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MCA’s On Stage: Resonance ‘Tremor’

How Samita Sinha’s ‘Tremor’ explores complex emotions through Indian vocal traditions

By Arts & Culture, Featured

Samita Sinha, “Tremor,” Danspace Project, 2023. Photo by Rachel Keane.

The seats are in a circle, and despite many stage lights, it’s hazy and smoky as if a large fire was just put out. Three seats are placed in the center and all face each other triangularly. They are accompanied by cascading translucent red fabric that descends from the ceiling. Thunderous rumbling is emitted through various speakers placed throughout the stage. One seat holds a mixing console, another, a wooden instrument, and another, speakers.

The lights dim and a group of four performers enter from behind the seats. They are all barefoot and wear either black or charcoal gray shapeless clothes. They enter in a single file line and begin circling the stage. Suddenly one performer lets out a single piercing note.

This is how “Tremor” Samita Sinha’s latest work begins.

Samita Sinha is a composer and vocalist who aims to use Indian vocal traditions and vocal vibrations to explore language itself and asks the audience to be present and consider instances of silence within the feelings the vocal performances may bring up. “Tremor” is her latest work which premiered November 9, 2023, at Dancespace in New York City. It came to Chicago at the Museum of Contemporary Art on April 18-20, 2024.

Sinha is joined by dancer Darrell Jones and musician and dramaturg Sunil Bald. Bald also collaborated with Sinha in the stage design as they worked to create a spacious environment that invites intimacy between both the performers and their vocal performances. As the former curator of performance at the Museum of Contemporary Art, Tara Aisha Willis describes the “On Stage: Resonance” series, and “Tremor” specifically, stating “Sinha’s long standing vocal practice, which filters traditional Indian music techniques through space at a cellular scale, vibration her body as a microcosm interconnected well beyond her own skin — The minimalism of the diagrams, a single hum might seem simple, but it comes to feel complex and changing in Sinha’s approach.”

As the performance continues, the performers step out of line and take their seats. Jones continues to stand and dance in the center of the stage as Sinha and Bald continue to vocalize and harmonize together. The lights continue to dim and the only things illuminated are the red fabric of the seats.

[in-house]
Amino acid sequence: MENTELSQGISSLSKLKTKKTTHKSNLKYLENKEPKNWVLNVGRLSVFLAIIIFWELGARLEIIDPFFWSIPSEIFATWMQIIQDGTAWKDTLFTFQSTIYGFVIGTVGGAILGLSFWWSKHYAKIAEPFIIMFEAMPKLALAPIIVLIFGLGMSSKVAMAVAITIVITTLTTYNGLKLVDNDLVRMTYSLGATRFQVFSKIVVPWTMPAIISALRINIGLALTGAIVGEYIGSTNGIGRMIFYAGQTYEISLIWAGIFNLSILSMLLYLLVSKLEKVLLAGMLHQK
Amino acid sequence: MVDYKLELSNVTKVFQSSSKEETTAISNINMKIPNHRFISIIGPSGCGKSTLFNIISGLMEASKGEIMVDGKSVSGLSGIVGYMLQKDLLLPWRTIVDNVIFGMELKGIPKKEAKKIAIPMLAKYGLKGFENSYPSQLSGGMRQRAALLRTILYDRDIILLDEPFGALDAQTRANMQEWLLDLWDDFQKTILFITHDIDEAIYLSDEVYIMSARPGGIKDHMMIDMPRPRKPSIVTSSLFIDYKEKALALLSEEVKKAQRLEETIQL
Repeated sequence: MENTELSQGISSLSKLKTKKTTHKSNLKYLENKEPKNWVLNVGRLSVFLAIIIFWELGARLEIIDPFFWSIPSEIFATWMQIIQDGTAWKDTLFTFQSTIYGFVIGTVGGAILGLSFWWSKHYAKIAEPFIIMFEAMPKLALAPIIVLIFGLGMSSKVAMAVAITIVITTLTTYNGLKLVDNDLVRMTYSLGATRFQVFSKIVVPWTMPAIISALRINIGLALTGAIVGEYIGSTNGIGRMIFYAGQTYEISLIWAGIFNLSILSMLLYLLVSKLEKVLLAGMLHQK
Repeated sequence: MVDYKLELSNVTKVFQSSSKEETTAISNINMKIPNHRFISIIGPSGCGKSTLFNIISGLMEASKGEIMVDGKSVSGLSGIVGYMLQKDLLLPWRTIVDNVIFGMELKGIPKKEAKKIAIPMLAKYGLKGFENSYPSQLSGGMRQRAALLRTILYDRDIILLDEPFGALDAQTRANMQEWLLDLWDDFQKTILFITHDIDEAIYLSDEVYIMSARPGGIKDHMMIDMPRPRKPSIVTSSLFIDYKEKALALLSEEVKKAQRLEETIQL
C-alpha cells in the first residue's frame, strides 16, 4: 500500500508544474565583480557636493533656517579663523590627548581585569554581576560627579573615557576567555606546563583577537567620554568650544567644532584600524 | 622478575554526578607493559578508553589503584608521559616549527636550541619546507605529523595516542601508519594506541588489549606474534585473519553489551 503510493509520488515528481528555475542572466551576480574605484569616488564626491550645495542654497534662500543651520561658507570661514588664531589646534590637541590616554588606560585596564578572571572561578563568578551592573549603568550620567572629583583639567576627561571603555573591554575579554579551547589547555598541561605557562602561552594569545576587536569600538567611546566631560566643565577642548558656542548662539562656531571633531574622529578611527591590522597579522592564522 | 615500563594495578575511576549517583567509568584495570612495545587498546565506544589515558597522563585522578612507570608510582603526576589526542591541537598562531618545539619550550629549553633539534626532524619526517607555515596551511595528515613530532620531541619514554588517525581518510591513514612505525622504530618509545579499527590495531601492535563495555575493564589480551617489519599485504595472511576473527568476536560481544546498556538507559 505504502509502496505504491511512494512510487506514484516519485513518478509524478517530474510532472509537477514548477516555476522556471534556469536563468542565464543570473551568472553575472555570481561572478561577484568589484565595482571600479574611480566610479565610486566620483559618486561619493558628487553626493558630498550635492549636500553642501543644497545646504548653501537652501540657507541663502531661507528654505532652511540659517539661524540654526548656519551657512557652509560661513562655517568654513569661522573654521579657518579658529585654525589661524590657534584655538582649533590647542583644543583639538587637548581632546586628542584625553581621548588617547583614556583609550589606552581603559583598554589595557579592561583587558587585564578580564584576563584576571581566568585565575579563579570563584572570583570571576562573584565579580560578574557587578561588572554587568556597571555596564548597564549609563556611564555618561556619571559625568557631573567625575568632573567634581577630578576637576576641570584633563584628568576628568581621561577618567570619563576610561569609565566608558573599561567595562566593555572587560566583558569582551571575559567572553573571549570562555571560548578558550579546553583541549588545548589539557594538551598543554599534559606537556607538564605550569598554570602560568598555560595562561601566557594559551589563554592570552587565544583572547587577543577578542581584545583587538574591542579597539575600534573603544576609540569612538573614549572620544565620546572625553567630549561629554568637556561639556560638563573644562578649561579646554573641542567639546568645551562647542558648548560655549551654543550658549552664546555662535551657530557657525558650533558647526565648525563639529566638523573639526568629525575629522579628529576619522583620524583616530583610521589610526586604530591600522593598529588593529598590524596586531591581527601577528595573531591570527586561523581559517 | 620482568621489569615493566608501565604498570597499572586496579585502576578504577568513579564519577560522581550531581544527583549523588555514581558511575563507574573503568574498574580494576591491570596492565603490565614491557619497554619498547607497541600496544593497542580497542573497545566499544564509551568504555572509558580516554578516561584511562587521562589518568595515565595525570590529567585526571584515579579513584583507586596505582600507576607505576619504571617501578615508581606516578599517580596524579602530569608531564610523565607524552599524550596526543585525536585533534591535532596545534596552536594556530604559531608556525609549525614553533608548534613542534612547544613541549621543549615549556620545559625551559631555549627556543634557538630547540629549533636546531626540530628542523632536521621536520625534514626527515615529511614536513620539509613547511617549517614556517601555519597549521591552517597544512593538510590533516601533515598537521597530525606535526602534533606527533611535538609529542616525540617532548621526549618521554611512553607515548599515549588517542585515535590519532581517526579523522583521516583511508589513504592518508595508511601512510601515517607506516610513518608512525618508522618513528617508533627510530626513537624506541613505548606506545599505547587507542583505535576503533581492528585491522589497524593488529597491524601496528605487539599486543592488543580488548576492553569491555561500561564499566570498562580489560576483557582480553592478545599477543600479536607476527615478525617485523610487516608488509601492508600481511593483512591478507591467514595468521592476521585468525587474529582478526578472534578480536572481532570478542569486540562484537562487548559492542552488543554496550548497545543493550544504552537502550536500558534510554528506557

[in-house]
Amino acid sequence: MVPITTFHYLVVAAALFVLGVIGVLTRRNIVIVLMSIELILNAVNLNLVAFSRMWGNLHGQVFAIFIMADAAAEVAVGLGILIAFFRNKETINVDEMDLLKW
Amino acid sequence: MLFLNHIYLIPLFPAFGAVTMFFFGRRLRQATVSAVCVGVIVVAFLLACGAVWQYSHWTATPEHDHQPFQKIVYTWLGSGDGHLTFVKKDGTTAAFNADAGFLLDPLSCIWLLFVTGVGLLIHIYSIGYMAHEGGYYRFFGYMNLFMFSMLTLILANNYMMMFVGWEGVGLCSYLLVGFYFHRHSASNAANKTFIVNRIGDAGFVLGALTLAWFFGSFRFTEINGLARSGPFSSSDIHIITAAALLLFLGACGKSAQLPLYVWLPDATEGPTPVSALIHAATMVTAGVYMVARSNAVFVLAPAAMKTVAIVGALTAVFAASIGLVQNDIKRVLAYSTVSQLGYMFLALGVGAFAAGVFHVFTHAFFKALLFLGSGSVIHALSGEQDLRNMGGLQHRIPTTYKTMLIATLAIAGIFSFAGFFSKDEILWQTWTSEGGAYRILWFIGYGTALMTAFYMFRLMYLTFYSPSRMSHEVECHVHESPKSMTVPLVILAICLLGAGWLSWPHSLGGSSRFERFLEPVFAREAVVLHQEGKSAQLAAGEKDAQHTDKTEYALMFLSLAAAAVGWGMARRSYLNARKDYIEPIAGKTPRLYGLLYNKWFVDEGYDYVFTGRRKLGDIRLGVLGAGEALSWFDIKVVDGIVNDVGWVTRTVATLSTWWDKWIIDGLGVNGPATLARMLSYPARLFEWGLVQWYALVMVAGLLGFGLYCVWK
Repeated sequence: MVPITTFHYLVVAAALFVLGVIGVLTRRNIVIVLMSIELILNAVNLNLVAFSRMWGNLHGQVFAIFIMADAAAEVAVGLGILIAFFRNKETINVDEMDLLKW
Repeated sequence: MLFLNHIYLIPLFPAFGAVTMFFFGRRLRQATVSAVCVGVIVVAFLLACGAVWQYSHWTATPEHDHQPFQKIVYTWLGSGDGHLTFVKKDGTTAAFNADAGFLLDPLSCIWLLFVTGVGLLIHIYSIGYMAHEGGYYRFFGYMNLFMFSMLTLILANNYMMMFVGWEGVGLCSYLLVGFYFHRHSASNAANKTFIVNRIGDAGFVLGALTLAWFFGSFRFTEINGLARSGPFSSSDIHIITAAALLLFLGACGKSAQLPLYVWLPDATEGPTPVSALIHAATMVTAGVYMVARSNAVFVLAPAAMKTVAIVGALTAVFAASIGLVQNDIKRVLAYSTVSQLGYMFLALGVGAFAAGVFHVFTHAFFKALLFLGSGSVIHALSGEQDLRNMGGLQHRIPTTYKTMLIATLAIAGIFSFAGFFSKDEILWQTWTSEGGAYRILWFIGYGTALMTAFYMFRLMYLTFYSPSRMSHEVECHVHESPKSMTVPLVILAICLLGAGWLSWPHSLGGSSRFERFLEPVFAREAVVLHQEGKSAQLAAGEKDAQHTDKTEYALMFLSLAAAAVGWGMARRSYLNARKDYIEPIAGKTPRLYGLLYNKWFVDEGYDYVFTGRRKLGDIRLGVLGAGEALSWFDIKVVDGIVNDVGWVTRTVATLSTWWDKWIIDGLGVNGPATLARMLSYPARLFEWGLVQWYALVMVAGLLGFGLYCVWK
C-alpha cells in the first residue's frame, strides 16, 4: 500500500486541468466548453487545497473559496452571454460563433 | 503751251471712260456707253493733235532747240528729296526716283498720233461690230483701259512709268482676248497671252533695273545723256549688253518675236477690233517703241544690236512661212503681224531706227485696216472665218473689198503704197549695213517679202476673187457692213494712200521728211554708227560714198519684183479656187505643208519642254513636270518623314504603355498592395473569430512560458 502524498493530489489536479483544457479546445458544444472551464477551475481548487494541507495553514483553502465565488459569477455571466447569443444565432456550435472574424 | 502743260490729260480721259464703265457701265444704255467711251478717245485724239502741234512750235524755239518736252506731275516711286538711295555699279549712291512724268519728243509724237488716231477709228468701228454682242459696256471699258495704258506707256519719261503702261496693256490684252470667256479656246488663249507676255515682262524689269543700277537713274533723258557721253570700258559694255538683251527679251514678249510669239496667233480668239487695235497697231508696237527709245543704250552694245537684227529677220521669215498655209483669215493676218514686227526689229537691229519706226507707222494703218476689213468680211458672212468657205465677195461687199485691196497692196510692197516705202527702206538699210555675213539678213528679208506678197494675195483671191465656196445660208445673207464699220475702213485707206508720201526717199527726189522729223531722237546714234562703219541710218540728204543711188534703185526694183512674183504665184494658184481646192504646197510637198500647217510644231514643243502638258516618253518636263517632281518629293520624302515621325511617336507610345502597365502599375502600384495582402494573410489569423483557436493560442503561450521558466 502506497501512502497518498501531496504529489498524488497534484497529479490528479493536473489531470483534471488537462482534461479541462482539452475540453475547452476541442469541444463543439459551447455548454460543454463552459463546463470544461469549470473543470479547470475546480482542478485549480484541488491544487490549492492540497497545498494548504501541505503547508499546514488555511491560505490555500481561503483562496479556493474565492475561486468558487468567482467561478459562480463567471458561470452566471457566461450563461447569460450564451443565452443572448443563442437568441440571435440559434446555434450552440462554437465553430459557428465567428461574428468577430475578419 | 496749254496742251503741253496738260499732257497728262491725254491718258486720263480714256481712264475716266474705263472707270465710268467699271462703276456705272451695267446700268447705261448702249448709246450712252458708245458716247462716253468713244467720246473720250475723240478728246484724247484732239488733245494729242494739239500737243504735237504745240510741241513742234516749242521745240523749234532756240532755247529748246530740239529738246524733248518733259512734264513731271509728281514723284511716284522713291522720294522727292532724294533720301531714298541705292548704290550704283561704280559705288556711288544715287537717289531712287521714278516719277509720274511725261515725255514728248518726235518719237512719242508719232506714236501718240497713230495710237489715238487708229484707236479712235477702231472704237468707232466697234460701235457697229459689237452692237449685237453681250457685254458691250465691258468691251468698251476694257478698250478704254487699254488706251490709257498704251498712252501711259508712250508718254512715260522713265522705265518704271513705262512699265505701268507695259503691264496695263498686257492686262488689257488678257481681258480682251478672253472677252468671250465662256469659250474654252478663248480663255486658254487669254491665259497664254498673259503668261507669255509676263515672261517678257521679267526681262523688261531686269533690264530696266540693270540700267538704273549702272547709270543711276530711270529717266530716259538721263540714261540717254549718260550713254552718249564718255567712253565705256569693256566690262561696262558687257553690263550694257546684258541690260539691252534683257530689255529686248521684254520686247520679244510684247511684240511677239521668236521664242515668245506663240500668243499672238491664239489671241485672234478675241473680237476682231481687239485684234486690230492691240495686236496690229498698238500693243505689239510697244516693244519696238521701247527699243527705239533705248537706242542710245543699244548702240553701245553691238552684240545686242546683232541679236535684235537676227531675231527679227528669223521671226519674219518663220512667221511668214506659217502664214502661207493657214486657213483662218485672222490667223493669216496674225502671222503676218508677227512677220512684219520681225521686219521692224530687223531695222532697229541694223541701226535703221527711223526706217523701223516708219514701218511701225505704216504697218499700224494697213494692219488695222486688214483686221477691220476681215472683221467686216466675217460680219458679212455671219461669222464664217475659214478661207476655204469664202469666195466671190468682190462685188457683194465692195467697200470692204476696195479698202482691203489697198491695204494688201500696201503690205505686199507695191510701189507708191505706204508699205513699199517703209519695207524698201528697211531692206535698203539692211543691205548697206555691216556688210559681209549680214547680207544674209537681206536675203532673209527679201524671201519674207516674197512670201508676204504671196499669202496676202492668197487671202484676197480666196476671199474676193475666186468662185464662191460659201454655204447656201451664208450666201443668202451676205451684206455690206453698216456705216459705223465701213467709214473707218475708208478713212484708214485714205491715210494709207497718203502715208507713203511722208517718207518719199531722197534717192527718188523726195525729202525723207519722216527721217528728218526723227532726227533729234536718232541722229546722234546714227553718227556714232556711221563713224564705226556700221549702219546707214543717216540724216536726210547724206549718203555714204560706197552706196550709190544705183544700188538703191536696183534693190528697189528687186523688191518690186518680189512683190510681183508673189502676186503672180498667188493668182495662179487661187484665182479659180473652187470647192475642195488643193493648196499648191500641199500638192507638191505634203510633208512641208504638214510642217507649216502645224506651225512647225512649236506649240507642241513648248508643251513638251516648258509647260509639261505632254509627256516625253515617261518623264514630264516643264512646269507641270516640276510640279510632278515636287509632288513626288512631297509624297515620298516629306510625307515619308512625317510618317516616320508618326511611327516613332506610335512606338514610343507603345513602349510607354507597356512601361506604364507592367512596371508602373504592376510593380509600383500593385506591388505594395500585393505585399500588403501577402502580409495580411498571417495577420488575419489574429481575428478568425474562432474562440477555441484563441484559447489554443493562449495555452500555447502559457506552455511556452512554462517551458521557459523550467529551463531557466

As “Tremor” continues, there are periods of quiet where Sinha is the only one vocalizing and other instances where Sinha and Bald harmonize together and increase in volume while the sound of thunderous rumbling, heavy winds, and helicopter blades play through the speakers on stage. Throughout the performance, the stage remains mostly dark but the lighting continues to change. At times only Sinha is illuminated and at other times the lights are nearly fully dimmed.

Occasionally, the only word that can be used to describe “Tremor” is visceral. Some portions of the performance completely overload the senses. Other times it’s quiet, Sinha vocalizes in a way that emits a sense of crying or pain. She sings in intervals while she strums an ektaara a lute instrument with a single string. Bald also vocalizes in intervals and at times his performance is reminiscent of chants that priests conduct during Hindu prayers. As they sing, Jones remains still, however as the singing crescendos Jones stands up slowly and begins dancing in the center of the stage.

Towards the end of the performance, Sinha slowly rises from her seat. She continues to quietly sing as she makes her way to center stage. Bald and Jones rise in tandem and join Sinha in the center. They all take a seat in a circle as the lights turn to them and softly illuminate the three of them. The background sounds go completely silent with only Sinha and Bald singing.

The contrast in performance is completely intended by Sinha. As Willis points out, “Tremor” is a reminder to be present with our sensations and those of the people around us — Vocal sound can carry a listener from the most painful sensation to the most blissful, and make evident how often these are inseparable.”

Although the emotions “Tremor” intends to bring up do not conclude, it ends as the performers fall silent. The lights turn on and the stage is no longer hazy. The performers stand up and exit through the back, where they entered.

 

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